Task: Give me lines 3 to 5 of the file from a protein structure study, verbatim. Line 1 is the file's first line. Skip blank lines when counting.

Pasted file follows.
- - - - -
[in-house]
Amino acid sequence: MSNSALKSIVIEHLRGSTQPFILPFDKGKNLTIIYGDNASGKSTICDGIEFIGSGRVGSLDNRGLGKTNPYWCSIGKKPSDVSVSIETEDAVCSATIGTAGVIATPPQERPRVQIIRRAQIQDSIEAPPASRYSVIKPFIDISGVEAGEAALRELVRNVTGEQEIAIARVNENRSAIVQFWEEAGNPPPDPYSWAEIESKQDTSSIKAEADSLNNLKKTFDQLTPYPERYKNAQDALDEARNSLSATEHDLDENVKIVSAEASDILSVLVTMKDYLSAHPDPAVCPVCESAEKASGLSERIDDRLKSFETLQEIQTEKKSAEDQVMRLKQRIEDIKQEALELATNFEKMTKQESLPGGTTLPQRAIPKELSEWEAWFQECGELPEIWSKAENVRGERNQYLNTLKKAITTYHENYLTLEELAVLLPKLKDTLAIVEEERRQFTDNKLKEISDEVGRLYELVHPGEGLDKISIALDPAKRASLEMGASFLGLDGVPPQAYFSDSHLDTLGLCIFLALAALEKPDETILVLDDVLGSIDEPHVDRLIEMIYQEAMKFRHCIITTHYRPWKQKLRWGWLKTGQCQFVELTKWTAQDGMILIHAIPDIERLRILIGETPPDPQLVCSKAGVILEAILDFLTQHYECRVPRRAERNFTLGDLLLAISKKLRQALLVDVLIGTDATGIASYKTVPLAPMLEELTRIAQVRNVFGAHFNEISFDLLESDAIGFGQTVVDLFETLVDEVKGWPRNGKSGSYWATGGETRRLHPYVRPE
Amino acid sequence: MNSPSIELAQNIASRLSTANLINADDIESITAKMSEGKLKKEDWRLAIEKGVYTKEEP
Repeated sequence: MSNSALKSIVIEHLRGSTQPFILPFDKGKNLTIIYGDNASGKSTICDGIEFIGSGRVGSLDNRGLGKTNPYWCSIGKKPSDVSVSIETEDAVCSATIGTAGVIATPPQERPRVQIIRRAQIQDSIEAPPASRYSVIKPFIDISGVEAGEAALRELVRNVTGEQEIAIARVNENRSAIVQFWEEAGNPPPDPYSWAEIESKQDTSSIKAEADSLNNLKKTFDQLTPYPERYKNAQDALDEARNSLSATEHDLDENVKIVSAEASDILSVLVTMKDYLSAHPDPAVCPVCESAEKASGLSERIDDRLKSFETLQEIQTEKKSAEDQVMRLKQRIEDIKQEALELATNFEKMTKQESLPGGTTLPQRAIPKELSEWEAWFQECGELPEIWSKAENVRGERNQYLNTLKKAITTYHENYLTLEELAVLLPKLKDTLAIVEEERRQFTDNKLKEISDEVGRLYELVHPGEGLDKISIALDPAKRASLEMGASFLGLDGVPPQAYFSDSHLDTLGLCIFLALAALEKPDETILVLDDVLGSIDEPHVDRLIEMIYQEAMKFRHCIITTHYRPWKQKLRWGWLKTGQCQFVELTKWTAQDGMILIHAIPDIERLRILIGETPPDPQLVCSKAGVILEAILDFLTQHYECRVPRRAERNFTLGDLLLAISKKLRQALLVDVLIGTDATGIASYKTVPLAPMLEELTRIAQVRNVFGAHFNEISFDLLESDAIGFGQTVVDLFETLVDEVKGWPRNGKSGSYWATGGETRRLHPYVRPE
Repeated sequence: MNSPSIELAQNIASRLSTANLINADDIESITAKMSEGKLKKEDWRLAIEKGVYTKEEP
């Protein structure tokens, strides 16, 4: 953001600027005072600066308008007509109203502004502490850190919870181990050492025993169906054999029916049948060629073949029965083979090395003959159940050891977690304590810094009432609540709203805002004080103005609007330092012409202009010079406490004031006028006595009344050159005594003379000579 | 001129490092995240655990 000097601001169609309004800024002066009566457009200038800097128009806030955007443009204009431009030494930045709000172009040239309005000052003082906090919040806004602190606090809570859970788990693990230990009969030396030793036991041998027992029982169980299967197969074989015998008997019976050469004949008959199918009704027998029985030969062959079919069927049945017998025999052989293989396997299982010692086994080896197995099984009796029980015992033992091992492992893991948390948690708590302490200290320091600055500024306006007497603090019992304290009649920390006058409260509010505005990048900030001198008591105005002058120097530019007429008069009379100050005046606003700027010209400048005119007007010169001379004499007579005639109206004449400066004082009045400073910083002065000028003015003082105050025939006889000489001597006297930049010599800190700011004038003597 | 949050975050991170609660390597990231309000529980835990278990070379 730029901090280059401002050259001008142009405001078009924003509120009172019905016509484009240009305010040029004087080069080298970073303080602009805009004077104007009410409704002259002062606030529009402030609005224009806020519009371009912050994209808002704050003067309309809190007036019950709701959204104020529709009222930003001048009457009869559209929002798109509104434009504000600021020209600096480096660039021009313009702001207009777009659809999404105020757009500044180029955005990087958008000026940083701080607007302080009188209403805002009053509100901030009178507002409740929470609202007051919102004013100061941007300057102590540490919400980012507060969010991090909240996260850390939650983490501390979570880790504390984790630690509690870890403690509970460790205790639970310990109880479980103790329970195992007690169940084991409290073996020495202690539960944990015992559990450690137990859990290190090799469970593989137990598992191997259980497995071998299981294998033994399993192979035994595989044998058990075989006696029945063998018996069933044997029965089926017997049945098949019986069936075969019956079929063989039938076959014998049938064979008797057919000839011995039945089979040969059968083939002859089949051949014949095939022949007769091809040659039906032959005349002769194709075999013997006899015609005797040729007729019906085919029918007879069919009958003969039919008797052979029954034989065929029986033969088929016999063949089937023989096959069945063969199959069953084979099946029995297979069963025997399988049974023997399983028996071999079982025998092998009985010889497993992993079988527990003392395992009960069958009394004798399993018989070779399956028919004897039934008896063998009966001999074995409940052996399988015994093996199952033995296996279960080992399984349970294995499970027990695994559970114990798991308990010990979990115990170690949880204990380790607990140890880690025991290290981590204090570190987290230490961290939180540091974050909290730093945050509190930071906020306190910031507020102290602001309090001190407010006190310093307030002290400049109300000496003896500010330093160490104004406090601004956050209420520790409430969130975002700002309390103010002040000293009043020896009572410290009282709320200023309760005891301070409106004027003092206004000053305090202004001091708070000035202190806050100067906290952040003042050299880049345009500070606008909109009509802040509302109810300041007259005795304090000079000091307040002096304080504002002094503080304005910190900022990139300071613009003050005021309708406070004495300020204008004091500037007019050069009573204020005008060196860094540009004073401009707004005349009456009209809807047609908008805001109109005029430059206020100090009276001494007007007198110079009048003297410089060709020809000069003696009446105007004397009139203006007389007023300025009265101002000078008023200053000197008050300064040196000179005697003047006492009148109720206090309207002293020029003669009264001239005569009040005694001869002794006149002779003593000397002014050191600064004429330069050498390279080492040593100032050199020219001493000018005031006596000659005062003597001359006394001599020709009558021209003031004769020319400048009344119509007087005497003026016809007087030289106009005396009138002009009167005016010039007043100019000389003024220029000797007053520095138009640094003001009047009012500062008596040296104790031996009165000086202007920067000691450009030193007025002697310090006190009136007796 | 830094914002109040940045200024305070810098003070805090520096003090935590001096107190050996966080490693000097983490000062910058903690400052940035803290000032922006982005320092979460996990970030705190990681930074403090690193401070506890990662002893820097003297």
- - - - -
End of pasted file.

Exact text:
Amino acid sequence: MNSPSIELAQNIASRLSTANLINADDIESITAKMSEGKLKKEDWRLAIEKGVYTKEEP
Repeated sequence: MSNSALKSIVIEHLRGSTQPFILPFDKGKNLTIIYGDNASGKSTICDGIEFIGSGRVGSLDNRGLGKTNPYWCSIGKKPSDVSVSIETEDAVCSATIGTAGVIATPPQERPRVQIIRRAQIQDSIEAPPASRYSVIKPFIDISGVEAGEAALRELVRNVTGEQEIAIARVNENRSAIVQFWEEAGNPPPDPYSWAEIESKQDTSSIKAEADSLNNLKKTFDQLTPYPERYKNAQDALDEARNSLSATEHDLDENVKIVSAEASDILSVLVTMKDYLSAHPDPAVCPVCESAEKASGLSERIDDRLKSFETLQEIQTEKKSAEDQVMRLKQRIEDIKQEALELATNFEKMTKQESLPGGTTLPQRAIPKELSEWEAWFQECGELPEIWSKAENVRGERNQYLNTLKKAITTYHENYLTLEELAVLLPKLKDTLAIVEEERRQFTDNKLKEISDEVGRLYELVHPGEGLDKISIALDPAKRASLEMGASFLGLDGVPPQAYFSDSHLDTLGLCIFLALAALEKPDETILVLDDVLGSIDEPHVDRLIEMIYQEAMKFRHCIITTHYRPWKQKLRWGWLKTGQCQFVELTKWTAQDGMILIHAIPDIERLRILIGETPPDPQLVCSKAGVILEAILDFLTQHYECRVPRRAERNFTLGDLLLAISKKLRQALLVDVLIGTDATGIASYKTVPLAPMLEELTRIAQVRNVFGAHFNEISFDLLESDAIGFGQTVVDLFETLVDEVKGWPRNGKSGSYWATGGETRRLHPYVRPE
Repeated sequence: MNSPSIELAQNIASRLSTANLINADDIESITAKMSEGKLKKEDWRLAIEKGVYTKEEP